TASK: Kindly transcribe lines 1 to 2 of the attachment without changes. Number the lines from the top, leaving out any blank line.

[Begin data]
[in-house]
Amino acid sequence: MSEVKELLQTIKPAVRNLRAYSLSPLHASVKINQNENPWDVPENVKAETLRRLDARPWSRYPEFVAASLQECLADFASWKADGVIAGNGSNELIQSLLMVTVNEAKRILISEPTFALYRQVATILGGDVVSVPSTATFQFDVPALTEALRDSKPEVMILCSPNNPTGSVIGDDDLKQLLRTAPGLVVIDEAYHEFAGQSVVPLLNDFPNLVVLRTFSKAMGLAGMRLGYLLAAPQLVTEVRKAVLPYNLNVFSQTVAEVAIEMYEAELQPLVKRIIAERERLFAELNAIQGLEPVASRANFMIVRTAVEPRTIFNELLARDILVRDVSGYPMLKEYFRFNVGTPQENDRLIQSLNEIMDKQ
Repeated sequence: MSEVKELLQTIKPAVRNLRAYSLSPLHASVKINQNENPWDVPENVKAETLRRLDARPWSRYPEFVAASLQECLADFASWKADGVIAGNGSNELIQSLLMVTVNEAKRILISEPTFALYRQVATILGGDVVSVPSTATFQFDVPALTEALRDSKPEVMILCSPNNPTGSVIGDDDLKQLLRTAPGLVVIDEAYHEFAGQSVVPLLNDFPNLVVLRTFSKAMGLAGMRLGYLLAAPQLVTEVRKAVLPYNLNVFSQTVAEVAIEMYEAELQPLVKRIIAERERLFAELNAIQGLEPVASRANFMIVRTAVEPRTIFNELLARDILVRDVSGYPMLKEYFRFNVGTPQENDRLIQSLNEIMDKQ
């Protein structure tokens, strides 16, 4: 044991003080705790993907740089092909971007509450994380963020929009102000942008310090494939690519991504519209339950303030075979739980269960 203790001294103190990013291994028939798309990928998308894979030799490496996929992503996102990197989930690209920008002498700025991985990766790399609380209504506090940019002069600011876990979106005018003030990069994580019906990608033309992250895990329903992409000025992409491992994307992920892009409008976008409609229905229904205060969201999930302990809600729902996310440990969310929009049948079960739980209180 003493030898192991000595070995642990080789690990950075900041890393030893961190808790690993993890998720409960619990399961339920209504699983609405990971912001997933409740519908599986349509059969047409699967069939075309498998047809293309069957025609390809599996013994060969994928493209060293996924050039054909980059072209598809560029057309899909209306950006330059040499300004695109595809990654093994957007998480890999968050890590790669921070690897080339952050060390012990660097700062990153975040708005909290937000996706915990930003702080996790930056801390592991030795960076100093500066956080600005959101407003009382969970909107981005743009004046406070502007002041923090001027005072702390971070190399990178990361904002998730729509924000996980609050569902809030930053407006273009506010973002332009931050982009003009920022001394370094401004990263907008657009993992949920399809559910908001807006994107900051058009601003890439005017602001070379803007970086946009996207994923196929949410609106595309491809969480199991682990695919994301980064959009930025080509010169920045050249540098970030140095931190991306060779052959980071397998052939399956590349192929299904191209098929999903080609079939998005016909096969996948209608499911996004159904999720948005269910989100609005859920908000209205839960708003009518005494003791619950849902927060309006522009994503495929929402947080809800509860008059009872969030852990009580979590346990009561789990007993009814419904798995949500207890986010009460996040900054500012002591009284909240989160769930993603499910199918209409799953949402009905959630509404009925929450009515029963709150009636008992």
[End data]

[in-house]
Amino acid sequence: MSEVKELLQTIKPAVRNLRAYSLSPLHASVKINQNENPWDVPENVKAETLRRLDARPWSRYPEFVAASLQECLADFASWKADGVIAGNGSNELIQSLLMVTVNEAKRILISEPTFALYRQVATILGGDVVSVPSTATFQFDVPALTEALRDSKPEVMILCSPNNPTGSVIGDDDLKQLLRTAPGLVVIDEAYHEFAGQSVVPLLNDFPNLVVLRTFSKAMGLAGMRLGYLLAAPQLVTEVRKAVLPYNLNVFSQTVAEVAIEMYEAELQPLVKRIIAERERLFAELNAIQGLEPVASRANFMIVRTAVEPRTIFNELLARDILVRDVSGYPMLKEYFRFNVGTPQENDRLIQSLNEIMDKQ